Offered for purchase is a beautiful American Satsuma Enameled Wisteria Design Vase (Signed "Mearle Beatrice Warner"/Dated 1923) hand-painted/decorated in the US as part of the Arts & Crafts movement.
Mearle Beatrice Warner (Mrs. George R. Warner) was a member of the exclusive Atlan Ceramics Arts Club from 1917 until 1921 According to “Collector’s Encyclopedia of Pickard China” by Alan B. Reed, the Atlan Club’s “motto was ‘Patience, Persistence and Progress’”, as can be seen in the exquisite detail and precision of the decoration. Please note, the Altan mark was only applied to items intended as exhibition pieces.
The vase is in excellent condition... no chips, cracks or repairs, although there are some minor surface scratches and gold wear on the rim from age and use. The vase is approximately 7 inches tall and 5.25 inches in diameter at the widest. The bottom is marked as indicated in the pictures.
You may ask, what is American Satsuma? During World War I, there was a limited supply of porcelain from Europe for the North American china decorators. Porcelain and pottery blanks from Japan were more readily available and so were utilized by the china decorators during that time. The pottery from Japan was heavy and as pottery, tended to craze over time, which also lends itself to staining very easily. Keramic Studio Magazine often had designs and instructions specifically for American Satsuma to assist the amateur artists on how to handle the pottery best. Most American Satsuma decorations are heavily enameled, and combined with the crazing of the pottery, result in some stunning Arts & Crafts hand-painted items.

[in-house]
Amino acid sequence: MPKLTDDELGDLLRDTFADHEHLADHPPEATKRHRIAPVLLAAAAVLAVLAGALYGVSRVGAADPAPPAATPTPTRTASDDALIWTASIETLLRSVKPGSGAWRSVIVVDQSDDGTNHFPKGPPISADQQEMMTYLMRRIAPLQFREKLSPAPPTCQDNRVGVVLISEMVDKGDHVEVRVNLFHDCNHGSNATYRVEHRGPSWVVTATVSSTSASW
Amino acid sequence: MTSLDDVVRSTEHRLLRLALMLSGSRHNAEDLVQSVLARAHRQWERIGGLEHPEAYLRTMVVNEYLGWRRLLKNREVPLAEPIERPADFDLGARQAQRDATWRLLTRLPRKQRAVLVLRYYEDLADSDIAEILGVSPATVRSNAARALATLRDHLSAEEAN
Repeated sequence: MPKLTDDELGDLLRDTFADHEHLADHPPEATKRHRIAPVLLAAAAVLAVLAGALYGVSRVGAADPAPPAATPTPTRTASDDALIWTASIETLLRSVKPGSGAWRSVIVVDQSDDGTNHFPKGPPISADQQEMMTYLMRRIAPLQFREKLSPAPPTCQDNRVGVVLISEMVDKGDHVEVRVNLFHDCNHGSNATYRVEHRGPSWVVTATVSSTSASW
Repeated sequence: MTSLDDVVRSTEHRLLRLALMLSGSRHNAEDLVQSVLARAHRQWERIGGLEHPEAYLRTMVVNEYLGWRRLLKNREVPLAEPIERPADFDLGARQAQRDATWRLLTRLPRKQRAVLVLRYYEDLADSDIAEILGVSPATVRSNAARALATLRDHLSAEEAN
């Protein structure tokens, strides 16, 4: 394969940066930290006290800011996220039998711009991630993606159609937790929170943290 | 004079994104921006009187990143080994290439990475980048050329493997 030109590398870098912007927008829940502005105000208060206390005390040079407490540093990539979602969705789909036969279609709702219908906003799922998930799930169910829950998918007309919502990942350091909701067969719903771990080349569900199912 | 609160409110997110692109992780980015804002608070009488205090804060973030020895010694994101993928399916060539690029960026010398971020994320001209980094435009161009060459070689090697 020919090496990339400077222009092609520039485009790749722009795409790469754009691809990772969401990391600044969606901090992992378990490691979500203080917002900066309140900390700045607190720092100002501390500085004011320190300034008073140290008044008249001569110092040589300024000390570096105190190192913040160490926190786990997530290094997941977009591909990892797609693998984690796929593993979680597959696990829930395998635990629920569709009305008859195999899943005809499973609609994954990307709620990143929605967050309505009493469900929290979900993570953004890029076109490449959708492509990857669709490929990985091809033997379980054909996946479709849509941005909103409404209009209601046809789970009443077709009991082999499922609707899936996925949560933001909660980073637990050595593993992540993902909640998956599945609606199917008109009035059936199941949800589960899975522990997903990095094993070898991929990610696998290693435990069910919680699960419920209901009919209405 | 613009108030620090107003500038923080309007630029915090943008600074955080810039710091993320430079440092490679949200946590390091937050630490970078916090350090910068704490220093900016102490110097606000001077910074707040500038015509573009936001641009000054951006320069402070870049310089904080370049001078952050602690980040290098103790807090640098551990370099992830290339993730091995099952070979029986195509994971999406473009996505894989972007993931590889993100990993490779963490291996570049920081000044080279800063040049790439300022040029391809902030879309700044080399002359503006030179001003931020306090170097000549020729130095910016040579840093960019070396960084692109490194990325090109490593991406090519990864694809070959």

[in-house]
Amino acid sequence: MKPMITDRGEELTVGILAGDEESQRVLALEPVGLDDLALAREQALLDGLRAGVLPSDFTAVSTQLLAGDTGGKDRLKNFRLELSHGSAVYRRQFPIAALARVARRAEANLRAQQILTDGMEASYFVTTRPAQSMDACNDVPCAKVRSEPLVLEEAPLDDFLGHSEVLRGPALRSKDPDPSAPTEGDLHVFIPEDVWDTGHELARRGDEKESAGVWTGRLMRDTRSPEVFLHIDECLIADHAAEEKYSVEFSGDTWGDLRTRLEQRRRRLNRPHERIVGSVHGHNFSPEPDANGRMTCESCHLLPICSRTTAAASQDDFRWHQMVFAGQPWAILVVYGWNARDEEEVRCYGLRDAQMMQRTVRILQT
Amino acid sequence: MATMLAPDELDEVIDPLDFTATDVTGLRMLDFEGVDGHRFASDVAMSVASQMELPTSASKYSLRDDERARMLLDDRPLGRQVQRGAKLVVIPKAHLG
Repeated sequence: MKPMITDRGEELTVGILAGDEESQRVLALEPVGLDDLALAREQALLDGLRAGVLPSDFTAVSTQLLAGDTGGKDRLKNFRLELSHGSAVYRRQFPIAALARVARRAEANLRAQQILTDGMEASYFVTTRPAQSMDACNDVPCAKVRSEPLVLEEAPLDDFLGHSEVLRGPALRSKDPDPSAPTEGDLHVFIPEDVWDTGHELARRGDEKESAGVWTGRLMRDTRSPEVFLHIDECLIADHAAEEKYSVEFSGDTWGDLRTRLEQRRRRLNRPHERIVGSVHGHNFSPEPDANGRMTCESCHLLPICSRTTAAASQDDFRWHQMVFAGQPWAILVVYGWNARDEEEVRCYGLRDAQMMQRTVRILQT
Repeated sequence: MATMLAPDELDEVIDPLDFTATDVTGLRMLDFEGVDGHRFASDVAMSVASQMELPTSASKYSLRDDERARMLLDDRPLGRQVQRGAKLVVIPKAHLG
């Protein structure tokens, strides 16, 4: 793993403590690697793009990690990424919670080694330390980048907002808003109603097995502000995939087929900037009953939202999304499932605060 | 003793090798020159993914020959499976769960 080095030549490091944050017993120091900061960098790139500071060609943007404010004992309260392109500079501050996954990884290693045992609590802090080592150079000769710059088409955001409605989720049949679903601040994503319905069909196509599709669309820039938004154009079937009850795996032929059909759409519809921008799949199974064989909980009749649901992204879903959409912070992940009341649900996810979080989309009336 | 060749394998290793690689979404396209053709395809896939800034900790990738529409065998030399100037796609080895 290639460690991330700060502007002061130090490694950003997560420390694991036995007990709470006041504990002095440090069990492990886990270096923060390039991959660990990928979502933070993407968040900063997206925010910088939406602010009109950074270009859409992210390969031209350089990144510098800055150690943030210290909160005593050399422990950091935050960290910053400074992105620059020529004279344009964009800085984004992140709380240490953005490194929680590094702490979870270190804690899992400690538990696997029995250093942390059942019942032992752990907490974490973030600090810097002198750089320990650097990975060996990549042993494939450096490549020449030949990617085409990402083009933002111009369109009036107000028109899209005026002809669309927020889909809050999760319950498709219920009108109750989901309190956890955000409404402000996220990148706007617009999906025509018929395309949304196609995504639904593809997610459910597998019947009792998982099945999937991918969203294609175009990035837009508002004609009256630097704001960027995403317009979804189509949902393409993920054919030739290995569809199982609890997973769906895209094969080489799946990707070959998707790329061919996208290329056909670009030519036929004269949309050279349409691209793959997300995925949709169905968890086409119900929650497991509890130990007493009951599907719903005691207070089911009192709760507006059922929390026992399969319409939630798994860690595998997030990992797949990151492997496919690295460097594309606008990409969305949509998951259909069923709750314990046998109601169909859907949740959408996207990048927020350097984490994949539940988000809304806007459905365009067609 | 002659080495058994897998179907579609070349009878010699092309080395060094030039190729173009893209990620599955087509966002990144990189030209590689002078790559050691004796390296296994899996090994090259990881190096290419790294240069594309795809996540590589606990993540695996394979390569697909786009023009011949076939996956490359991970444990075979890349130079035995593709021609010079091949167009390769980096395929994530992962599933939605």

Please note: Most of our photos are taken with a blue background which may make light colors and reflective surfaces appear blue or with a blue tint. Should you have any questions regarding the colors of our items, please ask for clarification.
American Satsuma Enameled Wisteria Design Vase (Signed "Mearle Beatrice Warner"/Dated 1923)